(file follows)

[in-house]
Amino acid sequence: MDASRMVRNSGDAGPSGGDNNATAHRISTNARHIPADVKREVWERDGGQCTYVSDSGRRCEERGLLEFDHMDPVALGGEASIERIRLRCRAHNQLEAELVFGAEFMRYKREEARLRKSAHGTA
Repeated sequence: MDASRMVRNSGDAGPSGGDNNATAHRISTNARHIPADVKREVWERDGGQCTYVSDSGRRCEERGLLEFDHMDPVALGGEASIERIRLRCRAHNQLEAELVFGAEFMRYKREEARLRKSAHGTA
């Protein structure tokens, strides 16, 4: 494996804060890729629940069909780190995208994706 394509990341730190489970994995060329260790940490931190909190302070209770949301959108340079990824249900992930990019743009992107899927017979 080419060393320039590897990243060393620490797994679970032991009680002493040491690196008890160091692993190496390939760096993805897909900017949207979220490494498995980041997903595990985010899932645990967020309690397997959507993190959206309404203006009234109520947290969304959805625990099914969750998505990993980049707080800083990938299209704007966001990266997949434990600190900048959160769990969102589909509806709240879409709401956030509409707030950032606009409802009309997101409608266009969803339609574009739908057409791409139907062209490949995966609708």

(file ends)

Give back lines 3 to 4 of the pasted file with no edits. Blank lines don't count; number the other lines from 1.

Repeated sequence: MDASRMVRNSGDAGPSGGDNNATAHRISTNARHIPADVKREVWERDGGQCTYVSDSGRRCEERGLLEFDHMDPVALGGEASIERIRLRCRAHNQLEAELVFGAEFMRYKREEARLRKSAHGTA
């Protein structure tokens, strides 16, 4: 494996804060890729629940069909780190995208994706 394509990341730190489970994995060329260790940490931190909190302070209770949301959108340079990824249900992930990019743009992107899927017979 080419060393320039590897990243060393620490797994679970032991009680002493040491690196008890160091692993190496390939760096993805897909900017949207979220490494498995980041997903595990985010899932645990967020309690397997959507993190959206309404203006009234109520947290969304959805625990099914969750998505990993980049707080800083990938299209704007966001990266997949434990600190900048959160769990969102589909509806709240879409709401956030509409707030950032606009409802009309997101409608266009969803339609574009739908057409791409139907062209490949995966609708």